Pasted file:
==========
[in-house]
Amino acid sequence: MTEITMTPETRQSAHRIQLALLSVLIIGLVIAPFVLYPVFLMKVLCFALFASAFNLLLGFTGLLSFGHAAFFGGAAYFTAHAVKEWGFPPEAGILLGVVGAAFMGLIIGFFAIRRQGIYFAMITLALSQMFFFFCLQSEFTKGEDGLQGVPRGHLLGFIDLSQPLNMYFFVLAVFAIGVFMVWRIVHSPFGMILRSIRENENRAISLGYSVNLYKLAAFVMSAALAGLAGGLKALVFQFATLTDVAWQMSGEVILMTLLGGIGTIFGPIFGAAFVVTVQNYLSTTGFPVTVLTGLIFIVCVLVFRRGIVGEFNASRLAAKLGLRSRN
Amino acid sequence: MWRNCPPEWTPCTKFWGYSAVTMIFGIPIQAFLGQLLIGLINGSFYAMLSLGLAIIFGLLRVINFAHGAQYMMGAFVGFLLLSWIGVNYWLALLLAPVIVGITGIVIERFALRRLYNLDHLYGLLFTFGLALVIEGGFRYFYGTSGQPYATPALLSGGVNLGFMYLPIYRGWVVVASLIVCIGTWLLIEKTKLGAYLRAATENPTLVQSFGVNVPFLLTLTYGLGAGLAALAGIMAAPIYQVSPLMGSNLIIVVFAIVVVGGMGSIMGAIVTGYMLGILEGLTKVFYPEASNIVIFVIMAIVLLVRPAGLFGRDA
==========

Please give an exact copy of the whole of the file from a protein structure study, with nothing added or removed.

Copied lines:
[in-house]
Amino acid sequence: MTEITMTPETRQSAHRIQLALLSVLIIGLVIAPFVLYPVFLMKVLCFALFASAFNLLLGFTGLLSFGHAAFFGGAAYFTAHAVKEWGFPPEAGILLGVVGAAFMGLIIGFFAIRRQGIYFAMITLALSQMFFFFCLQSEFTKGEDGLQGVPRGHLLGFIDLSQPLNMYFFVLAVFAIGVFMVWRIVHSPFGMILRSIRENENRAISLGYSVNLYKLAAFVMSAALAGLAGGLKALVFQFATLTDVAWQMSGEVILMTLLGGIGTIFGPIFGAAFVVTVQNYLSTTGFPVTVLTGLIFIVCVLVFRRGIVGEFNASRLAAKLGLRSRN
Amino acid sequence: MWRNCPPEWTPCTKFWGYSAVTMIFGIPIQAFLGQLLIGLINGSFYAMLSLGLAIIFGLLRVINFAHGAQYMMGAFVGFLLLSWIGVNYWLALLLAPVIVGITGIVIERFALRRLYNLDHLYGLLFTFGLALVIEGGFRYFYGTSGQPYATPALLSGGVNLGFMYLPIYRGWVVVASLIVCIGTWLLIEKTKLGAYLRAATENPTLVQSFGVNVPFLLTLTYGLGAGLAALAGIMAAPIYQVSPLMGSNLIIVVFAIVVVGGMGSIMGAIVTGYMLGILEGLTKVFYPEASNIVIFVIMAIVLLVRPAGLFGRDA